dc.subjectPublic Health Education and Promotion
dc.subjectWomen's Health
dc.titleWomen in Control: Pioneering Diabetes Self-Management Medical Group Visits in the Virtual World
dc.typeJournal Article
dc.source.journaltitleJournal of clinical trials
dc.source.volume6
dc.identifier.legacyfulltexthttps://escholarship.umassmed.edu/cgi/viewcontent.cgi?article=1081&amp;context=cipc&amp;unstamped=1
dc.identifier.legacycoverpagehttps://escholarship.umassmed.edu/cipc/82
dc.identifier.contextkey13893777
refterms.dateFOA2022-08-23T15:42:25Z
html.description.abstract<p><strong>Background: </strong>The current state of diabetes self-management (DSM) education and support for diabetic patients is inadequate, especially for minority women who experience disproportionately high rates of diabetes mellitus (DM) in the US. While DSM education and support enables individuals with diabetes to make positive lifestyle choices and achieve clinical goals, this type of support is difficult to deliver in medical practice settings. Virtual reality can assist DM patients and their clinical teams by providing effective educational tools in an engaging, learner-centered environment that fosters self-efficacy and skill proficiency.</p> <p><strong>Methods: </strong>Our prior research demonstrated that virtual worlds are suitable for supporting DSM education. Building upon this success, we are now investigating whether DSM virtual world medical group visits lead to similarly effective health and educational outcomes compared to face-to-face medical group visits. Currently in year one of a five year randomized controlled trial, we aim to compare the effectiveness of a virtual world DSM medical group visit format versus a face-to-face DSM medical group visit format to increase physical activity and improve glucose control (HbA1c) among Black/African American and Hispanic women with uncontrolled DM. We will also conduct a qualitative study of participant engagement with the virtual world platform to characterize learners’ interactions with the technology and assess its correlation with DSM behaviors and diabetes control.</p> <p><strong>Discussion: </strong>Novel methods to promote diabetes self-management are critically needed, and the use of virtual world technology to conduct medical group visits offers a unique approach to such issue. If successful, our intervention will increase access to culturally-sensitive diabetes care and improve patient engagement in online DSM learning, leading to higher uptake of DSM behaviors and better diabetes control. Importantly, the program can be easily expanded to other chronic disease areas and scaled for widespread use.</p>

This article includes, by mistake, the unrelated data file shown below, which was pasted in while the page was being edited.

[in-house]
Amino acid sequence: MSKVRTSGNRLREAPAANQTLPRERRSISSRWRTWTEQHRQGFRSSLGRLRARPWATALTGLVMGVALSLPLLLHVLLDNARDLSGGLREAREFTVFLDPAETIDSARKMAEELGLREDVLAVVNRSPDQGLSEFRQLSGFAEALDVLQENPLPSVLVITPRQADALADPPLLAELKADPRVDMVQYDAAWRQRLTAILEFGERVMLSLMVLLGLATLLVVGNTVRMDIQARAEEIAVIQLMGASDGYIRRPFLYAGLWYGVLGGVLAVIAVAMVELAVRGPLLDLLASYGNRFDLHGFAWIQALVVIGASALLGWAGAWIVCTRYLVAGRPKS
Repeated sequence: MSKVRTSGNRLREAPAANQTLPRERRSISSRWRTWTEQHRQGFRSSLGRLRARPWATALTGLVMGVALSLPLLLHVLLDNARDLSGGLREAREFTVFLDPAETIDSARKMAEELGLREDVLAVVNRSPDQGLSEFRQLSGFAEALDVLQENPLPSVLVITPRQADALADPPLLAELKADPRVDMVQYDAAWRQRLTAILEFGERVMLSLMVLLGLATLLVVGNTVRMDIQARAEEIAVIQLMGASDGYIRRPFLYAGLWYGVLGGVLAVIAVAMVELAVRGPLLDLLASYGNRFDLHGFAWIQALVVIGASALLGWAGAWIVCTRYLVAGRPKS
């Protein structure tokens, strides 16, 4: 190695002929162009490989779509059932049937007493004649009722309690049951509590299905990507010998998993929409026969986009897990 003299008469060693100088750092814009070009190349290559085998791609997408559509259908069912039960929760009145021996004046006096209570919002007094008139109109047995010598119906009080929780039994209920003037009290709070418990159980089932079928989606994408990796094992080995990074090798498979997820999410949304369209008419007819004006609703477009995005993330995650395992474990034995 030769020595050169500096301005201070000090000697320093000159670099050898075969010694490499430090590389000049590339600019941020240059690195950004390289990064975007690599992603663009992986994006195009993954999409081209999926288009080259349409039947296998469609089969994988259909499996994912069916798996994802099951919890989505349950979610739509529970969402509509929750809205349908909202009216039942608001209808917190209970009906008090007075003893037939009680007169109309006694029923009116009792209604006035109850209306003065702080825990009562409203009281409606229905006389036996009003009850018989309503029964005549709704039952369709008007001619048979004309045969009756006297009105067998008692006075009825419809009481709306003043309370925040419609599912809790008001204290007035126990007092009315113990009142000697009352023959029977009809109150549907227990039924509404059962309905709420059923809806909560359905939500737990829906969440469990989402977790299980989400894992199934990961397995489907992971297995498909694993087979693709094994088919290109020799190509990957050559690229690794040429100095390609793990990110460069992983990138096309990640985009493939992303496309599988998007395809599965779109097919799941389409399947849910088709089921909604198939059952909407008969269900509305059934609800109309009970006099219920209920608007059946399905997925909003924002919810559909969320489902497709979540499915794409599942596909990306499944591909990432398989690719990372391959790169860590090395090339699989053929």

dc.identifier.submissionpathcipc/82
dc.contributor.departmentPrevention Research Center
dc.contributor.departmentDepartment of Medicine, Division of Preventative and Behavioral Medicine
dc.contributor.departmentDepartment of Family Medicine and Community Health
dc.contributor.departmentCenter for Integrated Primary Care
dc.source.pages272


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Copyright: © 2016 Mitchell S, et al. This is an open-access article distributed under the terms of the Creative Commons Attribution License, which permits unrestricted use, distribution, and reproduction in any medium, provided the original author and source are credited.
Except where otherwise noted, this item's license is described as Copyright: © 2016 Mitchell S, et al. This is an open-access article distributed under the terms of the Creative Commons Attribution License, which permits unrestricted use, distribution, and reproduction in any medium, provided the original author and source are credited.